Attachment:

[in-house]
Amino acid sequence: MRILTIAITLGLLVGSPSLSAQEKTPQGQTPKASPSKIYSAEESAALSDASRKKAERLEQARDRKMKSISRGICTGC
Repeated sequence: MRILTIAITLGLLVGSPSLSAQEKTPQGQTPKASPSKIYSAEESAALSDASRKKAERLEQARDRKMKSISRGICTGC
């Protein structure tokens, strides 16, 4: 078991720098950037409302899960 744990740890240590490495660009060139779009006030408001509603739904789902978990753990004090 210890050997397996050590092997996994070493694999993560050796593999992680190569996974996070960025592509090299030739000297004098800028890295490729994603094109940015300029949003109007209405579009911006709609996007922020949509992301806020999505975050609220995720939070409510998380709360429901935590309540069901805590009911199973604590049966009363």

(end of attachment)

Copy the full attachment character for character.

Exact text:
[in-house]
Amino acid sequence: MRILTIAITLGLLVGSPSLSAQEKTPQGQTPKASPSKIYSAEESAALSDASRKKAERLEQARDRKMKSISRGICTGC
Repeated sequence: MRILTIAITLGLLVGSPSLSAQEKTPQGQTPKASPSKIYSAEESAALSDASRKKAERLEQARDRKMKSISRGICTGC
């Protein structure tokens, strides 16, 4: 078991720098950037409302899960 744990740890240590490495660009060139779009006030408001509603739904789902978990753990004090 210890050997397996050590092997996994070493694999993560050796593999992680190569996974996070960025592509090299030739000297004098800028890295490729994603094109940015300029949003109007209405579009911006709609996007922020949509992301806020999505975050609220995720939070409510998380709360429901935590309540069901805590009911199973604590049966009363």